Making Pizza with 3D Printers
It’s not delivery. It’s not Dijorno. This time it’s more like Hewlett Packard. A recent article on Space.com suggested that, in time, 3D printers will reach a point where they could conceivably “print” actual cheese pizzas. With pepperoni. It won’t taste like King Umberto’s from Franklin Square, New York. Probably not even like Little Ceasar’s. But you’ll be able to print pizza from a consumer-level printer and eat it. Your stomach will recognize it as food. You will later poop it.
Just the idea of easily printable pizza frightens me. Because I can see this thing going bad real fast. Pizza as convenient as tap water? In such a naughty world, how long before you bypass the plates and utensils, take a Tebow knee in front of the printer’s tray and let the thing print directly into your face? How long?
What are 3D Printers?
3D printers are not all that different from 2D printers. Just like with the printer you use to print your resumes and movie tickets, you supply the ink/materials (powders, oils, nutrients) and the schematics, and the 3D printer will, line by line, create the three-dimensional object by way of thinly sliced, horizontal cross-sections. At first we were talking little plastic knickknacks and tables and chairs, but, down the pipeline, it’ll be entire houses and solid turtle shell domes to house little inflatable moon/Mars bases. Really cool stuff on the horizon.
And, in the right now, we’re talking about pizza. Printed from a printer.
This isn’t astronaut food here. This is a piping hot, greasy, slobbery pizza slice that drips oil back onto the top of the printer when you pick it up — from 3D-Printed Pizza: A Review
The “Big Questions” about 3D-Printed Pizza
Big question: can you print one of these pizzas in black and white? If so, does that affect nutritional value?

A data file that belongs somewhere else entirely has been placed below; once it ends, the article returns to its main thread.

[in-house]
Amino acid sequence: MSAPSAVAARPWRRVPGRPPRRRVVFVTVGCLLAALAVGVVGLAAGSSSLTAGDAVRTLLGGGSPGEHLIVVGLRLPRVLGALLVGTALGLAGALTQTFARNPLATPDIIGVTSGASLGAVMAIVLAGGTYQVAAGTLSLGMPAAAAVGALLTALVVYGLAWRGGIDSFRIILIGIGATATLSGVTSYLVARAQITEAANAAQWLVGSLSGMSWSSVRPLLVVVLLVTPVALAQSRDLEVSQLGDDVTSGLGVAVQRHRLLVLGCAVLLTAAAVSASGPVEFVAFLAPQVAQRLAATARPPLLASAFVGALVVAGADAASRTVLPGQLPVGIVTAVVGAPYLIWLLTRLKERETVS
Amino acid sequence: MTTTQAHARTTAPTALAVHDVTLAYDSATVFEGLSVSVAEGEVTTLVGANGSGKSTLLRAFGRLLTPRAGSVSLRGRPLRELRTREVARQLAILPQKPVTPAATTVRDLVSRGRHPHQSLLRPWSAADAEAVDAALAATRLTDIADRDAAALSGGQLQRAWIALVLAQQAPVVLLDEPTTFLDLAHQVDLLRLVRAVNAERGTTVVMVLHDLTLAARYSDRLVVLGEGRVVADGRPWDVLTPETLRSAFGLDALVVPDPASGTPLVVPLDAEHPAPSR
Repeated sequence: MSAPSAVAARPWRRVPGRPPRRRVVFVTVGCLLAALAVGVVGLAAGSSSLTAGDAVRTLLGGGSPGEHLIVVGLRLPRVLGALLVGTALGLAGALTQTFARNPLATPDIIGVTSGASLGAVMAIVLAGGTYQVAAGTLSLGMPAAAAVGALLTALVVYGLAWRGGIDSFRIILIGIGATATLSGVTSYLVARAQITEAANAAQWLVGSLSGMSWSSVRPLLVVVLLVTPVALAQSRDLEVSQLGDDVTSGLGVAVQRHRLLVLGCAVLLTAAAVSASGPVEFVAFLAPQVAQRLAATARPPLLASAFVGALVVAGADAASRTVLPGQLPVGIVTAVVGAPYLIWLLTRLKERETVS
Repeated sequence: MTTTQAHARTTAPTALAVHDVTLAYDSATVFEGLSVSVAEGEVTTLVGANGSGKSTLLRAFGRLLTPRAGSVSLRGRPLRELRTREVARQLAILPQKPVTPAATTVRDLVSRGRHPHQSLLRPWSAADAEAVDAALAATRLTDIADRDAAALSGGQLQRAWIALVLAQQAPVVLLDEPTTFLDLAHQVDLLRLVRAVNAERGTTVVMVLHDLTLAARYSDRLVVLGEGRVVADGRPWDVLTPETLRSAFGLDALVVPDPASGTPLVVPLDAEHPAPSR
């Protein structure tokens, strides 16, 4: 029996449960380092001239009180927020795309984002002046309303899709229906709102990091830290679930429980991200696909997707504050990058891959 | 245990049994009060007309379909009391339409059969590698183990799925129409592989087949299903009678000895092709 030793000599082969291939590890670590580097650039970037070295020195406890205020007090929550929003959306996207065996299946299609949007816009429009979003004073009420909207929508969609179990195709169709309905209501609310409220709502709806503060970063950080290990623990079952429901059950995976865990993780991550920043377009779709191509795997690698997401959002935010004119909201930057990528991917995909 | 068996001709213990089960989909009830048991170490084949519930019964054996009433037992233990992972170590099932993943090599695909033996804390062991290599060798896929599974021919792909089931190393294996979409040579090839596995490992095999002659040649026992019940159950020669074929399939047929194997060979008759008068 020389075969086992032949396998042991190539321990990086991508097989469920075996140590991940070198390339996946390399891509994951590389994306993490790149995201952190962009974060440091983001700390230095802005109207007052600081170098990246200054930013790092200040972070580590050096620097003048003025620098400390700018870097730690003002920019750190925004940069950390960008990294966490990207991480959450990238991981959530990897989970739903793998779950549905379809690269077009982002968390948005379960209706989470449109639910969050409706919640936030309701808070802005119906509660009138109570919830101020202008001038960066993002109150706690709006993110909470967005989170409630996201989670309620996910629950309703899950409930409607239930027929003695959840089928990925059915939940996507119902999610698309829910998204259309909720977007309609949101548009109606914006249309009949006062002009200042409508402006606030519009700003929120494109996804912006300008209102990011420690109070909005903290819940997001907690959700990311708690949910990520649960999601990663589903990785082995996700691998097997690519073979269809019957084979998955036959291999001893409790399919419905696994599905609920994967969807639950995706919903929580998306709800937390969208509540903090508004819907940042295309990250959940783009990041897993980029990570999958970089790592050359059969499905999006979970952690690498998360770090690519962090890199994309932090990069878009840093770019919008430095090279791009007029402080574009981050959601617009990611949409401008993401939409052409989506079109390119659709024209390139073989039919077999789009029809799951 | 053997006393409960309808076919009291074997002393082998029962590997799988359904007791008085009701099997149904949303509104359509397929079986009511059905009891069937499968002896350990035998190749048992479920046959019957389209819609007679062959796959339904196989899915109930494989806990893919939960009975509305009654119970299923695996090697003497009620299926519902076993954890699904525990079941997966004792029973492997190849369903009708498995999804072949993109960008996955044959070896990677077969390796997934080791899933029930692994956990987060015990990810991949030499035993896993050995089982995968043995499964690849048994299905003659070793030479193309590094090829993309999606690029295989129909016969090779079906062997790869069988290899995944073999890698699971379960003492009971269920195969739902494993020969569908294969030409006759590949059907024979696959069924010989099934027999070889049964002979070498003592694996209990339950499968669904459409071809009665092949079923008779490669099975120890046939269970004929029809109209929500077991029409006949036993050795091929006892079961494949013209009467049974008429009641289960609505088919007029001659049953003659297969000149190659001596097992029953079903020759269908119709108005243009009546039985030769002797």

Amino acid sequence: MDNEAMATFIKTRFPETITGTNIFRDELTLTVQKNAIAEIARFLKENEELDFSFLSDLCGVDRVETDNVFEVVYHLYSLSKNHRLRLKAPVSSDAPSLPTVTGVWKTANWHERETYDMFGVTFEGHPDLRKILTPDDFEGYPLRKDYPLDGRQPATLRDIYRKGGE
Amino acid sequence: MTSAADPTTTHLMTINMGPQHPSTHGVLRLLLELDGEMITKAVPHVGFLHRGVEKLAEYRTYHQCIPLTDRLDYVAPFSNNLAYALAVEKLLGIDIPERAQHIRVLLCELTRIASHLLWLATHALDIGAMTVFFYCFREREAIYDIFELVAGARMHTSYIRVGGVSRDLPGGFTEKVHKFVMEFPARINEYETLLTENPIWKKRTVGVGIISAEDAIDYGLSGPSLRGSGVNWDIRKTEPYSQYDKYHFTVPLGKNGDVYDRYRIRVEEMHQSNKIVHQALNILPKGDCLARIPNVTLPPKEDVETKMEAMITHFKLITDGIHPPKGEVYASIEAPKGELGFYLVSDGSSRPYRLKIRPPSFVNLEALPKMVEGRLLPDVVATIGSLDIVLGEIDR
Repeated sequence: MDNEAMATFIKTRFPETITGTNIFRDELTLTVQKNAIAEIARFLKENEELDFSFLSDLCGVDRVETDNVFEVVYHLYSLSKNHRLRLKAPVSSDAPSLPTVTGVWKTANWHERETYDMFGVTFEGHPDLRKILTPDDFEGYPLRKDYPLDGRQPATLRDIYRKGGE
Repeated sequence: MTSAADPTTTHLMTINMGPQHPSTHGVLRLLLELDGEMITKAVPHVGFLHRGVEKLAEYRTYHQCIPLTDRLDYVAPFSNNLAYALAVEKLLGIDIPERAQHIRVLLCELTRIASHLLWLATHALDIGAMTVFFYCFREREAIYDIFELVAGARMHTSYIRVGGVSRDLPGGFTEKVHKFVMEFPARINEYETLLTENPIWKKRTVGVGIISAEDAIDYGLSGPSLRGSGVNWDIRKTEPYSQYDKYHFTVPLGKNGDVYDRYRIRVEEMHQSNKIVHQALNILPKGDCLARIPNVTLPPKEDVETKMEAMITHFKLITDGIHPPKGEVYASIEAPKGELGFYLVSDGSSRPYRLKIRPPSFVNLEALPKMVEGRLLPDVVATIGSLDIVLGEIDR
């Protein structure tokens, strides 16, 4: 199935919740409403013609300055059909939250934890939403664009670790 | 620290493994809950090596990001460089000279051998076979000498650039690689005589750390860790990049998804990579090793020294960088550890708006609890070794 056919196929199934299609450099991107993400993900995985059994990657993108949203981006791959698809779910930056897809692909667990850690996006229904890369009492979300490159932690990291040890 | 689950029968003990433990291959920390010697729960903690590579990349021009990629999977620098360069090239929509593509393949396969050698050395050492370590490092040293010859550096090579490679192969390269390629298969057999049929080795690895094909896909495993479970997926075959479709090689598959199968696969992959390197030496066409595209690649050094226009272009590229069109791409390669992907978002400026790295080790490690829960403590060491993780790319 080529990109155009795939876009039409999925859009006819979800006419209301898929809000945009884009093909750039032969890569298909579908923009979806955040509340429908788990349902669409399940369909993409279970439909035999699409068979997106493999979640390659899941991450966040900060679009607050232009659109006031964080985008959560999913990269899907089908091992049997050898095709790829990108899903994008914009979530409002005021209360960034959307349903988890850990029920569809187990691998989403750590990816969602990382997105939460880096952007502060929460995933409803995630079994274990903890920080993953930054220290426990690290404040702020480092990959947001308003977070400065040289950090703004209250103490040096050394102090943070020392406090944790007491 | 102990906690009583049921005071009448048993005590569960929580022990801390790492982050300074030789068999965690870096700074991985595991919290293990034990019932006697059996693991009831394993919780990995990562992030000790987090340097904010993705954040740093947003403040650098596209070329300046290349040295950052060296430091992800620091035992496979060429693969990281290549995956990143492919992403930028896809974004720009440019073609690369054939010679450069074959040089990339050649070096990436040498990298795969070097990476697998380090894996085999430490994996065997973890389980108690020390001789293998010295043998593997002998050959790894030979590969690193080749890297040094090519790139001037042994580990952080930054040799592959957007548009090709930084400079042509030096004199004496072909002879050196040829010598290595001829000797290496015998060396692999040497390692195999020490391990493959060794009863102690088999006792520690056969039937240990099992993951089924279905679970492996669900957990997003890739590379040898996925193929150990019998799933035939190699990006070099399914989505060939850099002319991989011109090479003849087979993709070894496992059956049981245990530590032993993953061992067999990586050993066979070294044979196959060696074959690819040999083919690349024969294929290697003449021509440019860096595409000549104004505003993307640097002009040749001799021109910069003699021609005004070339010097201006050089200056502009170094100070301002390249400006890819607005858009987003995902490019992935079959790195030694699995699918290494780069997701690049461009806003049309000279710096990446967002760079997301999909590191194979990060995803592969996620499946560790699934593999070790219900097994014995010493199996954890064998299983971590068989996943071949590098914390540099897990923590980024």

Big question: can you print these pizzas in low resolution “draft mode”? So you can print as many as possible before running out of “ink?” (because that’s how the bastards really try and get you)
Big question: if the 3D printer starts to run out of materials/ink halfway through a pizza-printing job, will the remaining half of the pizza come out all grey-faded and liney?
Jokes aside, the idea of 3D printing consumable food totally changes the way I think about the future of 3D Printing. I already appreciated the potential of such technology, but I figured it wouldn’t factor into my life until maybe I was an old man 3D-printing sheet after sheet of Werther’s Originals. Not the case! It turns out the future is already here! All of a sudden my spaghetti-burning-ass is Mario Batali.
What This Means for You, the Workin’ Stiff
What will 3D printers eventually mean for you, the consumer? Exactly three things…
- Even if you’re on a budget, you can enjoy piping hot meals made fresh in the kitchen (or dingy, cobwebby basement laboratory).
- Girls who want to impress a dapper stud with their “cooking skills” need only hand-pick their grandmother’s tastiest megabytes from the family USB Key and hit “print.” Wife material!
- Parents too busy to whip up a fresh, home-cooked meal for their younglings on Thanksgiving Day? It’s time for some 3D printed ten-pound turkey (just please, please please remember to 3D-print a hatchet first, so you can kill it before it gets away).
Readers! What do you think about the coming age of 3D-Printed pizza/foods? Do you feel your torsos are in jeopardy?
But enough with the postulating. How does the 3D-printed pizza actually taste? Read my in-depth taste-test review here: 3D-Printed Pizza: A Review